On Sunday November 8, The Carmel Music Society presented a piano master class in the backstage rehearsal room at Sunset Center in Carmel. The presiding master teacher was the distinguished pianist, Hans Boepple, Professor of Music at Santa Clara University.
Opening the afternoon session was a performance by Annabel Chen. 7, a pupil of Pebble Beach teacher, Janet Hayslett. Annabel played the Allegro and Vivace movements of Friedrich Kuhlau’s Sonatina in C Major, Op. 55, No. 1. Commenting that this was very beautiful playing and full of lots of details that had been carefully observed, Mr. Boepple quizzed Annabel about the character of these two movements and how best to realize the composer’s intentions. They agreed that an important characteristic of the first movement was the surprises caused by the rude interjections of loud chords at critical points in the texture. They worked together to set up these surprises for maximum effect. There was one critical point in the first movement when the tonality shifted unexpectedly from C Major to C Minor, and Boepple suggested that an angrier mood needed to be established. In closing the session, Mr. Boepple said to Annabel, “You have a very good teacher.”
Next to perform was Andrew Yuan, 13, a pupil of Carmel pianist RenÃ©e Bronson, who played the first movement of Beethoven’s Pathetique Sonata, Op. 13. At its conclusion, Mr. Boepple said, “You play this really well with a great sense of drama.”When Boepple asked Andrew what was the greatest challenge in learning this work, Andrew answered without a moment’s hesitation, “Memorizing it!” Boepple demonstrated an ingenious technique of practicing by repeating a small fragment of a measure or two like an endless loop tape, a technique that Andrew tried out for the audience. Boepple also tested Andrew’s counting of the introductory slow page with its difficult rhythms. Boepple pointed out that some of Andrews 32nd notes were shorter than others, so they worked together to count them more accurately.
We then heard a performance of the first movement of Beethoven’s “Waldstein” Sonata played by Hyun Jee Kim, 13, a pupil of Ha Yung Rhee. Boepple complimented her performance, saying, “What wonderful playing and facility!” He commented that her textures were very thick, so together they worked on bringing out the melodic top notes, both in slower lyrical passages and in faster moving passages. They also worked together in clarifying her pedal technique to avoid pedaling through harmonic changes and in scale-like passages. Hyun Jee was very cooperative and adopted his suggestions.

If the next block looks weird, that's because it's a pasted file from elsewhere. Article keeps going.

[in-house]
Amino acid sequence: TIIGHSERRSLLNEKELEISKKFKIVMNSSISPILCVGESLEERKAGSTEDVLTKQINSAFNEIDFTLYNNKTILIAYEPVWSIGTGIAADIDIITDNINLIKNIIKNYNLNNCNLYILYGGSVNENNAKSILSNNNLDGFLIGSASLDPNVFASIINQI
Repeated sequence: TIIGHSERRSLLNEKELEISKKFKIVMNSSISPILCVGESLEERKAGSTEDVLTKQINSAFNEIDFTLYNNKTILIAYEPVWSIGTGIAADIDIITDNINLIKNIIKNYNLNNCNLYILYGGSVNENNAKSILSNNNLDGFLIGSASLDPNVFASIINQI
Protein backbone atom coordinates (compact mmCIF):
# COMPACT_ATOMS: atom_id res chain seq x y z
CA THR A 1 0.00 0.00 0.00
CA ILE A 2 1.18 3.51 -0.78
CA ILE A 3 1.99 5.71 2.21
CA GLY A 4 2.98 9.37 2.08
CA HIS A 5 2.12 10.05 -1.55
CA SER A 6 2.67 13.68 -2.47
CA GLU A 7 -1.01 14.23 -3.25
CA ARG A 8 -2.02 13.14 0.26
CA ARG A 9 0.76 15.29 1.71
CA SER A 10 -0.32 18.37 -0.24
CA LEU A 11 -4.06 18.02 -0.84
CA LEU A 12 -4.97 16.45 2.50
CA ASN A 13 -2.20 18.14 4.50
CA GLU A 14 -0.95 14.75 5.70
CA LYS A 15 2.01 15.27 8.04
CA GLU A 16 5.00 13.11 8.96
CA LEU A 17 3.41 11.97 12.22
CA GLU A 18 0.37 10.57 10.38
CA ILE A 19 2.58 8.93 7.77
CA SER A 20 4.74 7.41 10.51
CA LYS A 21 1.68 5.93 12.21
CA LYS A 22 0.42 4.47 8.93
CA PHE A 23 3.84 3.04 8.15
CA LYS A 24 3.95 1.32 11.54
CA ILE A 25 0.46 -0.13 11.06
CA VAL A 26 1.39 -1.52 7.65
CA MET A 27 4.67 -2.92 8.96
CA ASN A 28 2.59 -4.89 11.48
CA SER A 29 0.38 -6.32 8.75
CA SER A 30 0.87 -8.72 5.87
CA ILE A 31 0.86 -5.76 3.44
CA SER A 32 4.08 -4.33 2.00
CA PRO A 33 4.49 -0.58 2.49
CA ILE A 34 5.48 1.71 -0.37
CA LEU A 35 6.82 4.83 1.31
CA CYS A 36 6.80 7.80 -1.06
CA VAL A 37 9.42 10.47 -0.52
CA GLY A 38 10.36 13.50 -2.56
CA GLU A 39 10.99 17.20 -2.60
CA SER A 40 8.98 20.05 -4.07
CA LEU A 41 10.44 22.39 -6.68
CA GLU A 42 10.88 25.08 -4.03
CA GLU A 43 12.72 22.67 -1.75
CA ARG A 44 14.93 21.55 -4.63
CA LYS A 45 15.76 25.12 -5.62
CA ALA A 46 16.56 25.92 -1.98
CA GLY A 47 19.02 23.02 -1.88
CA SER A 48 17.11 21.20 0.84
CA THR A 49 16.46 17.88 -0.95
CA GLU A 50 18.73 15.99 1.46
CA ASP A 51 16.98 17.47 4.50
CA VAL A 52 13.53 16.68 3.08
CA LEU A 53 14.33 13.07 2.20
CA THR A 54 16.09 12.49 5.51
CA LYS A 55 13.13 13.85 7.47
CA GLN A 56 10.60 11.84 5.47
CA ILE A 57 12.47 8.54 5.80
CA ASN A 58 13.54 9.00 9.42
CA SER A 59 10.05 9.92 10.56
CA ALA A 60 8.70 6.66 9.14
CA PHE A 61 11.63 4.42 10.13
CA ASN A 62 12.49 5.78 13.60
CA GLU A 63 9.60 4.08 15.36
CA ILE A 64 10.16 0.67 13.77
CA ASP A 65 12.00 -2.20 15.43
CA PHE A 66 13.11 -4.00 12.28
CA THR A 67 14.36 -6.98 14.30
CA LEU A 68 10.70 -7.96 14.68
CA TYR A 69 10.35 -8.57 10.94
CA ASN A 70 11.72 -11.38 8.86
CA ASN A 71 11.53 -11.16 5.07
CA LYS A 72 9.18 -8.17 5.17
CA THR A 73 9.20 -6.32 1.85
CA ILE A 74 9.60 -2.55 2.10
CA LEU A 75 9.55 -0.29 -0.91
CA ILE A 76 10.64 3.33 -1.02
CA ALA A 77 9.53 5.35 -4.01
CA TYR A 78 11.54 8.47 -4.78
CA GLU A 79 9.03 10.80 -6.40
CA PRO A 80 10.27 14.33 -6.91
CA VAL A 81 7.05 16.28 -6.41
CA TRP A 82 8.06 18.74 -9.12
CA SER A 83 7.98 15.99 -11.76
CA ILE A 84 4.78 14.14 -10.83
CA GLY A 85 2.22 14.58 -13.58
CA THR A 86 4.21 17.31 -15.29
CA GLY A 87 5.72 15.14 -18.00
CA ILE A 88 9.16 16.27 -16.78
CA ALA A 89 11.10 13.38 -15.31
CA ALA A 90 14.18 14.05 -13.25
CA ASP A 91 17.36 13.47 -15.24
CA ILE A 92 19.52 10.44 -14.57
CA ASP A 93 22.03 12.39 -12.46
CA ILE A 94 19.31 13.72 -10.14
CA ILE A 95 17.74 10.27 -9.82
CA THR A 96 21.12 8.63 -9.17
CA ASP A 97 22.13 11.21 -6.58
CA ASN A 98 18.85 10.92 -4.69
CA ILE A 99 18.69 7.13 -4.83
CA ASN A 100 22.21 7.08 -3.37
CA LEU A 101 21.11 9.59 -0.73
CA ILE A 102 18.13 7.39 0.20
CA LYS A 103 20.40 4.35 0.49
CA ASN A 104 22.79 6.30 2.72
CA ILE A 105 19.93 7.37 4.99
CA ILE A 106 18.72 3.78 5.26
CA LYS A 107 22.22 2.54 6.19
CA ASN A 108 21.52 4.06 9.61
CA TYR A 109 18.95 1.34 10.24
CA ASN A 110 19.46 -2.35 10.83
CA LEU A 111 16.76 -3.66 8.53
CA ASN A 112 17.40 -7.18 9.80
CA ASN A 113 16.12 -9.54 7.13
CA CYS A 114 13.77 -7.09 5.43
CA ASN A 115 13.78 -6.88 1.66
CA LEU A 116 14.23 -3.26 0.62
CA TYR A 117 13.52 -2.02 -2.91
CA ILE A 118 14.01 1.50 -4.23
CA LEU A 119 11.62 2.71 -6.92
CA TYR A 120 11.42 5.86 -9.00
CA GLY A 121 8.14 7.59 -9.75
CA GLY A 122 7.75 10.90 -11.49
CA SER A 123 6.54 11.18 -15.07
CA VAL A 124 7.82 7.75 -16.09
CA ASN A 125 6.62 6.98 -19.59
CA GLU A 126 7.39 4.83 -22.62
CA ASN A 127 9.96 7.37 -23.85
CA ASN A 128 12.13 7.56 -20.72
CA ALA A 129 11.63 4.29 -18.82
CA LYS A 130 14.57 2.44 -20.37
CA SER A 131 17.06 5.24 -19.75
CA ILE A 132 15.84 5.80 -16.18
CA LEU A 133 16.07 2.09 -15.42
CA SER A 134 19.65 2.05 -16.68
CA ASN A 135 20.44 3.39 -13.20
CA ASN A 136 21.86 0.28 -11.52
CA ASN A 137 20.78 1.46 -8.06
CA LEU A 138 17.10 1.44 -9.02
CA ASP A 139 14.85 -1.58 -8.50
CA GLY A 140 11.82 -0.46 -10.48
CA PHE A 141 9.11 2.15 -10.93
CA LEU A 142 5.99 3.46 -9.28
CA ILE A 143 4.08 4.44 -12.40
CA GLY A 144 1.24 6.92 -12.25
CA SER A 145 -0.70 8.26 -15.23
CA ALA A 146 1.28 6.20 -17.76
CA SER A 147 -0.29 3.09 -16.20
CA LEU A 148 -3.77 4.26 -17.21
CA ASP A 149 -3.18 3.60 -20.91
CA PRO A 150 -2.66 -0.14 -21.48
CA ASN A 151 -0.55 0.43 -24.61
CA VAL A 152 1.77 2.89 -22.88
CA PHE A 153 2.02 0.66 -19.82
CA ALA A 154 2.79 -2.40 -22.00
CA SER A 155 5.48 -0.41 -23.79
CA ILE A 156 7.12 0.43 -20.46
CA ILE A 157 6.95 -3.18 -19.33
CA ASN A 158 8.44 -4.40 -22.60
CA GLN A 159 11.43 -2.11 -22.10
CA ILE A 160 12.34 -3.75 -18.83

After intermission Madeline Anderson, 13, a pupil of Carmel pianist Lyn Bronson, played Rachmaninoff’s Prelude in G Minor, Op. 23, No. 5. Boepple complimented her on her performance saying, “This is so beautifully played and so note perfect that it is difficult to find things to talk about.” He did, however question her approach to the middle section, suggesting it might be too tranquil and perhaps needed more shaping of the melody with more passion. Together they worked on shaping the top notes of the beautiful melody and effected some nice improvements.
Next to perform was Angela Ng, 15, a pupil of Carmel pianist Barbara Ruzicka. playing the last movement of Beethoven’s Sonata in F Minor, Op.2, No. 1. Finding much that was bold and dramatic in her playing, Boepple worked with Angela to achieve softer left hand accompaniments and to bring out the top notes in dramatic chord passages. They worked together to refine the dynamics in order to achieve more contrast between p and f, and especially the ff ending.
The last performer of the day was Joy Zhao, 17, a pupil of Carmel pianist Katie Clare Mazzeo. Joy played the first movement of Mozart’s Sonata in C Minor, K.457, and earned compliments from Boepple for her dramatic, powerful performance and the very good feeling she had for the stormy nature of the piece. Boepple asked Joy about Mozarts style and wondered whether she had any favorite pianists whose Mozart style she admired. The aspect they worked on most together was playing left hand accompaniment passages much softer, saying, “You not only have to be a soloist, but also a good accompanist.” They also worked together on pedaling to increase clarity and refinement.
A somewhat curious aspect of this master class was that Mr. Boepple, after making a suggestion to a young performer, would often simultaneously play the same passage along with the student on a second piano. With two pianos (each irritatingly out of tune with the other) playing at the same time, there was no way to tell whether the passage was improving or whether the performer was adopting the suggestions, which for the audience and students is one of the most important and inspiring aspects of a master class. For the students and parents in the audience, there was one other problem. Mr. Boepple, facing the audience, would often ask students a question. The students would answer, but since their backs were to the audience as they faced Mr. Boepple, we rarely heard the answers.
President of the Carmel Music Society, Anne Thorp, thanked Mr. Boepple, the young performers and the very attentive audience.